It’s not a big secret that socially and environmentally conscious products are sometimes more expensive than their conventional counterparts. Between using new eco-friendly technologies and paying manufacturers fair wages, such products often require a bit more from the end customer.

But where exactly is the extra cash going?

Looking at green product tags, we often see two types of information provided: an overview of the materials used and a motivational speech about how that the purchase is helping the planet. For green marketing to be effective we have to go further.

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[photo credit: unsplash]


Green Marketing is more than a materials list

This type of product tag is great for boosting morale and encouraging consumers to buy these items. But a slight discrepancy arises when a green product costs 150% more than its conventional alternative.

When considering a green purchase, most customers need more than a basic materials list and inspirational speech in order to justify spending that extra money.


“We have to show customers exactly where that extra cost is going.”


In today’s globalized world the production of a t-shirt is split across many countries and numerous people. It’s hard to know exactly how and where a green product is helping.

To avoid customers putting the item back on the shelf, or abandoning their online shopping carts, we have to show them exactly where that extra margin lies.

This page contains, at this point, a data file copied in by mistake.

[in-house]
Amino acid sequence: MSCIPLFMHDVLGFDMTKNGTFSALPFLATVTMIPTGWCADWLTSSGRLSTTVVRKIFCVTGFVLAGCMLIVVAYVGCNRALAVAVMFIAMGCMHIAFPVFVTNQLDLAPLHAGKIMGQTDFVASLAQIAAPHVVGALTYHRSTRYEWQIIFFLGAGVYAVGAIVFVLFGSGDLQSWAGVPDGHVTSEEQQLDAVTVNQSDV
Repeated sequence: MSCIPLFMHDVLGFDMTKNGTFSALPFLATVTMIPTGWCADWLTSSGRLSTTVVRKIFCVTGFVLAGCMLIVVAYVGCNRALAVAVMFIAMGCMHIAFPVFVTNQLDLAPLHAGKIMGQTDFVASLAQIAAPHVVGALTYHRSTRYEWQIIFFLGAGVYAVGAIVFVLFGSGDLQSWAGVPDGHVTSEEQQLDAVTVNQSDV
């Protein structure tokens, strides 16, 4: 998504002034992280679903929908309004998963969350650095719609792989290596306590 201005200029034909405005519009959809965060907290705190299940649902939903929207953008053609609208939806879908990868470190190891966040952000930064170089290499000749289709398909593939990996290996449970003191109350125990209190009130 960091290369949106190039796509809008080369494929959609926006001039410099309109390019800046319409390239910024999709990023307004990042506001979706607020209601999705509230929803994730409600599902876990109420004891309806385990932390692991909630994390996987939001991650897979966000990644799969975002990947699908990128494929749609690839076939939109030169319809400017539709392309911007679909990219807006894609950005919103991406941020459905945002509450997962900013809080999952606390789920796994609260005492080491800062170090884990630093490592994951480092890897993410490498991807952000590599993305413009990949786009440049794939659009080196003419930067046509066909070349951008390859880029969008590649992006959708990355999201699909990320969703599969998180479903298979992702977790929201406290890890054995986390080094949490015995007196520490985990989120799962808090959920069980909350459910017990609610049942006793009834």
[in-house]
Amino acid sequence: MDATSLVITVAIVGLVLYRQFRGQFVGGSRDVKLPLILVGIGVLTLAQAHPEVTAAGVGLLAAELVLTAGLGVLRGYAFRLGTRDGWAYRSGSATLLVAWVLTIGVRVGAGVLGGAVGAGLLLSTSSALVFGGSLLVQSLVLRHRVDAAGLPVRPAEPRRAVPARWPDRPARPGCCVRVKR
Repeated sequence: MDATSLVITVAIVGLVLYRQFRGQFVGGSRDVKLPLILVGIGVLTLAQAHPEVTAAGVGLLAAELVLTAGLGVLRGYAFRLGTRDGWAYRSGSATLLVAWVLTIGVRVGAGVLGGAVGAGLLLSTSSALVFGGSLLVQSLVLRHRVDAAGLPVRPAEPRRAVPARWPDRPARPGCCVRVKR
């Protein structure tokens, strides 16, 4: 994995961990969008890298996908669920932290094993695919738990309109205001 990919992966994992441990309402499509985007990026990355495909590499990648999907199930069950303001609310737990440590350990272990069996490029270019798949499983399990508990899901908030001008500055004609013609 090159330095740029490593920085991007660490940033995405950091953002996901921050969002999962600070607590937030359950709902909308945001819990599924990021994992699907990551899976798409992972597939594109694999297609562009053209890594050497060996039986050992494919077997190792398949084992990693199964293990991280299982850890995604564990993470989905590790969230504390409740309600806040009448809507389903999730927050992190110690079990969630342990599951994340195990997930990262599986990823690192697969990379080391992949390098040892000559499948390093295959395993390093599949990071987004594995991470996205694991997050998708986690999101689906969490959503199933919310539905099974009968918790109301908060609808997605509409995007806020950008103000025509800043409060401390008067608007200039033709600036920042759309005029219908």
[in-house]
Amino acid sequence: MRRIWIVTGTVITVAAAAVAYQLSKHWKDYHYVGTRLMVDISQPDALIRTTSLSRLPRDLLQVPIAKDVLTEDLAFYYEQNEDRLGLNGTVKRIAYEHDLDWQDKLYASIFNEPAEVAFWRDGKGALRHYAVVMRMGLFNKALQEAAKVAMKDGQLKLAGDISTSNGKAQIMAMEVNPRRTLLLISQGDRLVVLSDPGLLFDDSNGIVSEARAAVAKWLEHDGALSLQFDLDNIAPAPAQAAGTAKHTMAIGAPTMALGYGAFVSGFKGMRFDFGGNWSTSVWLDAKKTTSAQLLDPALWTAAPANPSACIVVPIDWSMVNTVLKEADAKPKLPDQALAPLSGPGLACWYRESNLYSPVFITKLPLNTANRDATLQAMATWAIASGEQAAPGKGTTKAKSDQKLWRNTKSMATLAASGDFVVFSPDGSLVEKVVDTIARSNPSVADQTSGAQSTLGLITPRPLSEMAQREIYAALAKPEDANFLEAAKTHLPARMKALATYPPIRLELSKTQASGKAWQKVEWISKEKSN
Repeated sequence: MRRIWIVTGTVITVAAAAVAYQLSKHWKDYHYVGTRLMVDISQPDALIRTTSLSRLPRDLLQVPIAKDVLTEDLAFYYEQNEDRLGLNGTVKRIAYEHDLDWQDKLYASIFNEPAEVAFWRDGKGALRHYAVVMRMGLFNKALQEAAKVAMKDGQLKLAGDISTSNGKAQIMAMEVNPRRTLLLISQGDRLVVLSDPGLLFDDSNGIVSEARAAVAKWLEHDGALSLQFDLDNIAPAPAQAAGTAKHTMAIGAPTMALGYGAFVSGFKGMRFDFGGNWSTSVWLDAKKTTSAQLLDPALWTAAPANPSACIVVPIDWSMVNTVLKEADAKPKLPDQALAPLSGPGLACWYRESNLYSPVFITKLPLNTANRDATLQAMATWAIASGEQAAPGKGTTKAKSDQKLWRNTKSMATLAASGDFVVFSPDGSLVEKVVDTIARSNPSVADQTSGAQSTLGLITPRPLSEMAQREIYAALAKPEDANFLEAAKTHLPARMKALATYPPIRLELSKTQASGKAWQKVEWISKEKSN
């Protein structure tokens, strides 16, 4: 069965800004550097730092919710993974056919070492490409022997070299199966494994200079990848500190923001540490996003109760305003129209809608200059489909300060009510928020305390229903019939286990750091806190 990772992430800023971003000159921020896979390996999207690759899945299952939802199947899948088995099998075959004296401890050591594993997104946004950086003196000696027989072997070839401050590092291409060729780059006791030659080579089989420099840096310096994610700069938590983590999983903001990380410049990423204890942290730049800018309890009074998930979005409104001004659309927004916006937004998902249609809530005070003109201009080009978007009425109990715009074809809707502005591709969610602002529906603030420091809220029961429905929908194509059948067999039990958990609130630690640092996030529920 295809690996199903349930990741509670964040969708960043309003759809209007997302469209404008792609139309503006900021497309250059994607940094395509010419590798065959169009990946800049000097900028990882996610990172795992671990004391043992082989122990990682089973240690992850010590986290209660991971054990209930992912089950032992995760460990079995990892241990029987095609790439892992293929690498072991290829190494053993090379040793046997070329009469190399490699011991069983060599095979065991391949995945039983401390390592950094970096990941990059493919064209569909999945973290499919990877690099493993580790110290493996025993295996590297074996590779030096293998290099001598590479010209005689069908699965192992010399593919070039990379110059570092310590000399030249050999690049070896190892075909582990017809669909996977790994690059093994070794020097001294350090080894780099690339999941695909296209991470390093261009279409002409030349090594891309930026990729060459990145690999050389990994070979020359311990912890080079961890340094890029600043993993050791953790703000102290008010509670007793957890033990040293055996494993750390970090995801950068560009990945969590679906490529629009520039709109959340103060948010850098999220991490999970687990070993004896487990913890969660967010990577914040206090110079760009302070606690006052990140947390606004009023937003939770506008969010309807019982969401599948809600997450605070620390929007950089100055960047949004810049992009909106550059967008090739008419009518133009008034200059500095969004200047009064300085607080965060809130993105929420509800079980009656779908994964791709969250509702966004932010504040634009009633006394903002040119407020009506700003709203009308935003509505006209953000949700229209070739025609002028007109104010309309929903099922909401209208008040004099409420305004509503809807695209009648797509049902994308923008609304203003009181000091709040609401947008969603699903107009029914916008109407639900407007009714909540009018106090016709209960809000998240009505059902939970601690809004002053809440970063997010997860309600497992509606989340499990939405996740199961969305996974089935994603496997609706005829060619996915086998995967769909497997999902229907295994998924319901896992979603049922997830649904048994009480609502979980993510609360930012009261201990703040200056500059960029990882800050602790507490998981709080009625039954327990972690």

Where is that money being put to use and who benefits from it?

Giving customers details about what (and how much of) the extra margin is being used for helps them truly feel their impact. And that feeling can be the difference between buying and walking away.


Let’s talk details

Providing details on what (and how much of) the extra margin has been used to say reduce carbon emissions or save water, helps customers truly feel their impact.

Examples of this type of detail include:


  • Third-party certified processes like Fairtrade or B Corp;
  • Using environmentally-friendly technology like closed-loop manufacturing;
  • Reforestation efforts like buy 1/plant 1 initiatives;
  • Eco-friendly logistics like carbon off-sets;
  • Impact data like counters, calculators and infographics.

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Location, Location, Location

Really showing the customers the details of the production process and why exactly a green product requires a few more dollars will increase their confidence in the product and company.


But don’t forget location, location, location. Go one step further than a standard Sustainability Report and provide this added detail at the exact points of customer-product interaction. Home pages, product tags and online point-of-sale are just some of the opportunities available for sharing valuable info with your customers.